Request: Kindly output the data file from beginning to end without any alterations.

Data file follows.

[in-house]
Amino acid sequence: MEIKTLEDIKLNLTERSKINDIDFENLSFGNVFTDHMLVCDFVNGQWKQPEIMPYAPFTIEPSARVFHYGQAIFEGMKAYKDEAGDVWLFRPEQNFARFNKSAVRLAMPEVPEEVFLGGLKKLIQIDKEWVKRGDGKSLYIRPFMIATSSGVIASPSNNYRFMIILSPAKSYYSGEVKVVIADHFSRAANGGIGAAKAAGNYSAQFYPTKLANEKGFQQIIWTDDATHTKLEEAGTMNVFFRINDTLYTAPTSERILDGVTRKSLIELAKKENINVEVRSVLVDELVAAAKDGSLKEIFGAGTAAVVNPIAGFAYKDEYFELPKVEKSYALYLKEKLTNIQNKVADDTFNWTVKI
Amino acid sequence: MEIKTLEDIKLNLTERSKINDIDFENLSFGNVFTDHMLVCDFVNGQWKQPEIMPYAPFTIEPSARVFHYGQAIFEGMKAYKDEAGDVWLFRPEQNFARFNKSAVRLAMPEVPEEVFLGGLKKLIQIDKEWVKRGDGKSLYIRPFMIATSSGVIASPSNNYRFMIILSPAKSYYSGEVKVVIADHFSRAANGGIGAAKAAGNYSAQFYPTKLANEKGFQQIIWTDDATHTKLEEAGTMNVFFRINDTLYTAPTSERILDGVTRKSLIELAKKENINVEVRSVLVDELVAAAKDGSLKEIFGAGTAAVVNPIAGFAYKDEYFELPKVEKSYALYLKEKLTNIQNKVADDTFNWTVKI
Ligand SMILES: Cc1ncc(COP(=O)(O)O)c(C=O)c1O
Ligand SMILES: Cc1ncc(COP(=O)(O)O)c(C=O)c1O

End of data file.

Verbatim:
[in-house]
Amino acid sequence: MEIKTLEDIKLNLTERSKINDIDFENLSFGNVFTDHMLVCDFVNGQWKQPEIMPYAPFTIEPSARVFHYGQAIFEGMKAYKDEAGDVWLFRPEQNFARFNKSAVRLAMPEVPEEVFLGGLKKLIQIDKEWVKRGDGKSLYIRPFMIATSSGVIASPSNNYRFMIILSPAKSYYSGEVKVVIADHFSRAANGGIGAAKAAGNYSAQFYPTKLANEKGFQQIIWTDDATHTKLEEAGTMNVFFRINDTLYTAPTSERILDGVTRKSLIELAKKENINVEVRSVLVDELVAAAKDGSLKEIFGAGTAAVVNPIAGFAYKDEYFELPKVEKSYALYLKEKLTNIQNKVADDTFNWTVKI
Amino acid sequence: MEIKTLEDIKLNLTERSKINDIDFENLSFGNVFTDHMLVCDFVNGQWKQPEIMPYAPFTIEPSARVFHYGQAIFEGMKAYKDEAGDVWLFRPEQNFARFNKSAVRLAMPEVPEEVFLGGLKKLIQIDKEWVKRGDGKSLYIRPFMIATSSGVIASPSNNYRFMIILSPAKSYYSGEVKVVIADHFSRAANGGIGAAKAAGNYSAQFYPTKLANEKGFQQIIWTDDATHTKLEEAGTMNVFFRINDTLYTAPTSERILDGVTRKSLIELAKKENINVEVRSVLVDELVAAAKDGSLKEIFGAGTAAVVNPIAGFAYKDEYFELPKVEKSYALYLKEKLTNIQNKVADDTFNWTVKI
Ligand SMILES: Cc1ncc(COP(=O)(O)O)c(C=O)c1O
Ligand SMILES: Cc1ncc(COP(=O)(O)O)c(C=O)c1O